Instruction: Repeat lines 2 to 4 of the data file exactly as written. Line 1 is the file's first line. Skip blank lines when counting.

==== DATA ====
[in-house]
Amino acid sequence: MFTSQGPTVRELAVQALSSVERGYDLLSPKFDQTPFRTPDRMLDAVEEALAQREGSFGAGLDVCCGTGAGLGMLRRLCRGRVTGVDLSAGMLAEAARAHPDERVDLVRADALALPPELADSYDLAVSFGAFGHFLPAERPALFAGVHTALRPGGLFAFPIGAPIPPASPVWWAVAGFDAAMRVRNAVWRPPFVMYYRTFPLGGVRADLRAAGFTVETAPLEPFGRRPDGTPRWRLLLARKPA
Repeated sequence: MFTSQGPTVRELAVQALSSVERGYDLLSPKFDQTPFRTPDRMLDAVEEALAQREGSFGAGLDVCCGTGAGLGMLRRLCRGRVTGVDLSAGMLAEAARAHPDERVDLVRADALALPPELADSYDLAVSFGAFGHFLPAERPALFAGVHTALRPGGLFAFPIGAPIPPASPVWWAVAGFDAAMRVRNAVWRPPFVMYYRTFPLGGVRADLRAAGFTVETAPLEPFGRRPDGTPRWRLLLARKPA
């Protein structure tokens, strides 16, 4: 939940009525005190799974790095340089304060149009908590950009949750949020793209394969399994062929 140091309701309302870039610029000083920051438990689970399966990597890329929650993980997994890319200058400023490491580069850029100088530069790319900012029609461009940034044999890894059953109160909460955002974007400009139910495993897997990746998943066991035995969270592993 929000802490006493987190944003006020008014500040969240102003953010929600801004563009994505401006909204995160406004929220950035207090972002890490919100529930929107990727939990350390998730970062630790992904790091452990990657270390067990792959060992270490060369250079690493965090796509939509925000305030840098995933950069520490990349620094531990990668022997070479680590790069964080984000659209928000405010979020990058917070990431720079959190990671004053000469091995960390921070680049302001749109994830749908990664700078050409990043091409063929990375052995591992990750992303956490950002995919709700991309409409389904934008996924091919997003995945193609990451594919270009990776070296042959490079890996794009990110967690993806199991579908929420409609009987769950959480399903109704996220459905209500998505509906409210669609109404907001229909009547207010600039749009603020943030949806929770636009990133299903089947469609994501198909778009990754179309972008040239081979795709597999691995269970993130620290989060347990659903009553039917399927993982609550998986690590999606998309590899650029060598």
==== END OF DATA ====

Amino acid sequence: MFTSQGPTVRELAVQALSSVERGYDLLSPKFDQTPFRTPDRMLDAVEEALAQREGSFGAGLDVCCGTGAGLGMLRRLCRGRVTGVDLSAGMLAEAARAHPDERVDLVRADALALPPELADSYDLAVSFGAFGHFLPAERPALFAGVHTALRPGGLFAFPIGAPIPPASPVWWAVAGFDAAMRVRNAVWRPPFVMYYRTFPLGGVRADLRAAGFTVETAPLEPFGRRPDGTPRWRLLLARKPA
Repeated sequence: MFTSQGPTVRELAVQALSSVERGYDLLSPKFDQTPFRTPDRMLDAVEEALAQREGSFGAGLDVCCGTGAGLGMLRRLCRGRVTGVDLSAGMLAEAARAHPDERVDLVRADALALPPELADSYDLAVSFGAFGHFLPAERPALFAGVHTALRPGGLFAFPIGAPIPPASPVWWAVAGFDAAMRVRNAVWRPPFVMYYRTFPLGGVRADLRAAGFTVETAPLEPFGRRPDGTPRWRLLLARKPA
């Protein structure tokens, strides 16, 4: 939940009525005190799974790095340089304060149009908590950009949750949020793209394969399994062929 140091309701309302870039610029000083920051438990689970399966990597890329929650993980997994890319200058400023490491580069850029100088530069790319900012029609461009940034044999890894059953109160909460955002974007400009139910495993897997990746998943066991035995969270592993 929000802490006493987190944003006020008014500040969240102003953010929600801004563009994505401006909204995160406004929220950035207090972002890490919100529930929107990727939990350390998730970062630790992904790091452990990657270390067990792959060992270490060369250079690493965090796509939509925000305030840098995933950069520490990349620094531990990668022997070479680590790069964080984000659209928000405010979020990058917070990431720079959190990671004053000469091995960390921070680049302001749109994830749908990664700078050409990043091409063929990375052995591992990750992303956490950002995919709700991309409409389904934008996924091919997003995945193609990451594919270009990776070296042959490079890996794009990110967690993806199991579908929420409609009987769950959480399903109704996220459905209500998505509906409210669609109404907001229909009547207010600039749009603020943030949806929770636009990133299903089947469609994501198909778009990754179309972008040239081979795709597999691995269970993130620290989060347990659903009553039917399927993982609550998986690590999606998309590899650029060598």